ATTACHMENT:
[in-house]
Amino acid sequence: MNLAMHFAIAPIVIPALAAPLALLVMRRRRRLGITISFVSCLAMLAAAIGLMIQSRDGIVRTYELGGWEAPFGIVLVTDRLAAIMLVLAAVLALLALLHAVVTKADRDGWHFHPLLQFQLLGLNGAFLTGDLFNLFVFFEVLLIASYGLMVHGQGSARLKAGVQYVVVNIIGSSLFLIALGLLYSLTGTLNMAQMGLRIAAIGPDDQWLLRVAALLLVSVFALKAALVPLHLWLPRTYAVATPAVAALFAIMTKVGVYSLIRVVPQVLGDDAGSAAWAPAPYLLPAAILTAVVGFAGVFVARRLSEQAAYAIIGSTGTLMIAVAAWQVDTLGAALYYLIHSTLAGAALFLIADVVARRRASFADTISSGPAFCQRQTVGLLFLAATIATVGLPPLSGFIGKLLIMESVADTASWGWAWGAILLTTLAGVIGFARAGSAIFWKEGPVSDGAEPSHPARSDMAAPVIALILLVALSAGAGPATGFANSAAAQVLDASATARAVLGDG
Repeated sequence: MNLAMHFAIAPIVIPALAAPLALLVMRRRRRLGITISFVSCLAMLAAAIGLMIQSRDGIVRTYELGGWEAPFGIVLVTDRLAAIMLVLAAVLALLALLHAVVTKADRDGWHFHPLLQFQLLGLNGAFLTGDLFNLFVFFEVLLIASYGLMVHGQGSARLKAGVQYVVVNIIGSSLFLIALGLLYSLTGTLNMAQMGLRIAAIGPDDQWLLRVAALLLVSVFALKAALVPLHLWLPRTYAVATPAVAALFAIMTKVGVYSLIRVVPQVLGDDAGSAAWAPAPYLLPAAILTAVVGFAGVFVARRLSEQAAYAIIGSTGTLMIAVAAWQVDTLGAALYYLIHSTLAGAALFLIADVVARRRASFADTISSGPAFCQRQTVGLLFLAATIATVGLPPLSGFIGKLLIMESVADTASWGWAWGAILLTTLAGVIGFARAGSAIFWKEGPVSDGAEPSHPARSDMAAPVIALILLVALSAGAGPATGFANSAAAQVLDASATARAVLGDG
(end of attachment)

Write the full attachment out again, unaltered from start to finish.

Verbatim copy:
[in-house]
Amino acid sequence: MNLAMHFAIAPIVIPALAAPLALLVMRRRRRLGITISFVSCLAMLAAAIGLMIQSRDGIVRTYELGGWEAPFGIVLVTDRLAAIMLVLAAVLALLALLHAVVTKADRDGWHFHPLLQFQLLGLNGAFLTGDLFNLFVFFEVLLIASYGLMVHGQGSARLKAGVQYVVVNIIGSSLFLIALGLLYSLTGTLNMAQMGLRIAAIGPDDQWLLRVAALLLVSVFALKAALVPLHLWLPRTYAVATPAVAALFAIMTKVGVYSLIRVVPQVLGDDAGSAAWAPAPYLLPAAILTAVVGFAGVFVARRLSEQAAYAIIGSTGTLMIAVAAWQVDTLGAALYYLIHSTLAGAALFLIADVVARRRASFADTISSGPAFCQRQTVGLLFLAATIATVGLPPLSGFIGKLLIMESVADTASWGWAWGAILLTTLAGVIGFARAGSAIFWKEGPVSDGAEPSHPARSDMAAPVIALILLVALSAGAGPATGFANSAAAQVLDASATARAVLGDG
Repeated sequence: MNLAMHFAIAPIVIPALAAPLALLVMRRRRRLGITISFVSCLAMLAAAIGLMIQSRDGIVRTYELGGWEAPFGIVLVTDRLAAIMLVLAAVLALLALLHAVVTKADRDGWHFHPLLQFQLLGLNGAFLTGDLFNLFVFFEVLLIASYGLMVHGQGSARLKAGVQYVVVNIIGSSLFLIALGLLYSLTGTLNMAQMGLRIAAIGPDDQWLLRVAALLLVSVFALKAALVPLHLWLPRTYAVATPAVAALFAIMTKVGVYSLIRVVPQVLGDDAGSAAWAPAPYLLPAAILTAVVGFAGVFVARRLSEQAAYAIIGSTGTLMIAVAAWQVDTLGAALYYLIHSTLAGAALFLIADVVARRRASFADTISSGPAFCQRQTVGLLFLAATIATVGLPPLSGFIGKLLIMESVADTASWGWAWGAILLTTLAGVIGFARAGSAIFWKEGPVSDGAEPSHPARSDMAAPVIALILLVALSAGAGPATGFANSAAAQVLDASATARAVLGDG